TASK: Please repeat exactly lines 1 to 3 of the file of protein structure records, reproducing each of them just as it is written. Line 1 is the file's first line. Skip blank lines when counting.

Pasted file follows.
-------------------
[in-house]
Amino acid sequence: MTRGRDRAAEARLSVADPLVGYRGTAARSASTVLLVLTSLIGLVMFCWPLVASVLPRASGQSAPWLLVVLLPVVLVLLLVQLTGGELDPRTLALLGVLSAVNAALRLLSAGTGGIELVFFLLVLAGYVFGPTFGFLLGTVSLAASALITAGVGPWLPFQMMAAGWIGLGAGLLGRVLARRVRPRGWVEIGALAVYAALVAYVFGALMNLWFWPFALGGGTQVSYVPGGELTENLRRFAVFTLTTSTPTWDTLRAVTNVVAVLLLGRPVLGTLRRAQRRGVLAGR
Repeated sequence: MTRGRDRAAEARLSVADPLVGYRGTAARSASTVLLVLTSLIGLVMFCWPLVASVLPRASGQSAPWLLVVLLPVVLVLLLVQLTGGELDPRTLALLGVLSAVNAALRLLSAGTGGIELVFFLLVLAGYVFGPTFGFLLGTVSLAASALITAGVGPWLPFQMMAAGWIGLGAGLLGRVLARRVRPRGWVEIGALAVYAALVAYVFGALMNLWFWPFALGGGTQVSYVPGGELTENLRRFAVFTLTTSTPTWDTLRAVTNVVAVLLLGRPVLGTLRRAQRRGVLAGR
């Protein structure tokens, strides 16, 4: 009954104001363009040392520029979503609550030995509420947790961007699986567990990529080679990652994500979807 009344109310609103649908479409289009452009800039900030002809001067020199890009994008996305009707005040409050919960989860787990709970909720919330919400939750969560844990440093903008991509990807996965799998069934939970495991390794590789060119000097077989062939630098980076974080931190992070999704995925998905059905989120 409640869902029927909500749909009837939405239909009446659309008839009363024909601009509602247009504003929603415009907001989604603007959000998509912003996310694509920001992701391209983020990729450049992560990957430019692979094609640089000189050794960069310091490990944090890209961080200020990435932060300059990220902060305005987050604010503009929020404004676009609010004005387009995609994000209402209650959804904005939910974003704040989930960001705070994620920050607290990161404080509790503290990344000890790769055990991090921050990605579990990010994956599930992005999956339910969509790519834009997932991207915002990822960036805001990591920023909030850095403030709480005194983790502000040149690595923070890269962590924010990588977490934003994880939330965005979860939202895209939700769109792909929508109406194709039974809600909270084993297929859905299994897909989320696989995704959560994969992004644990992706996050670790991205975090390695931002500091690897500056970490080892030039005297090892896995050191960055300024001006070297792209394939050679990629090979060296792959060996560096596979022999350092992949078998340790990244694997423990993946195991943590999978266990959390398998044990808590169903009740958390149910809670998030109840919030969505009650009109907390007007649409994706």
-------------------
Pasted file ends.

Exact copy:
[in-house]
Amino acid sequence: MTRGRDRAAEARLSVADPLVGYRGTAARSASTVLLVLTSLIGLVMFCWPLVASVLPRASGQSAPWLLVVLLPVVLVLLLVQLTGGELDPRTLALLGVLSAVNAALRLLSAGTGGIELVFFLLVLAGYVFGPTFGFLLGTVSLAASALITAGVGPWLPFQMMAAGWIGLGAGLLGRVLARRVRPRGWVEIGALAVYAALVAYVFGALMNLWFWPFALGGGTQVSYVPGGELTENLRRFAVFTLTTSTPTWDTLRAVTNVVAVLLLGRPVLGTLRRAQRRGVLAGR
Repeated sequence: MTRGRDRAAEARLSVADPLVGYRGTAARSASTVLLVLTSLIGLVMFCWPLVASVLPRASGQSAPWLLVVLLPVVLVLLLVQLTGGELDPRTLALLGVLSAVNAALRLLSAGTGGIELVFFLLVLAGYVFGPTFGFLLGTVSLAASALITAGVGPWLPFQMMAAGWIGLGAGLLGRVLARRVRPRGWVEIGALAVYAALVAYVFGALMNLWFWPFALGGGTQVSYVPGGELTENLRRFAVFTLTTSTPTWDTLRAVTNVVAVLLLGRPVLGTLRRAQRRGVLAGR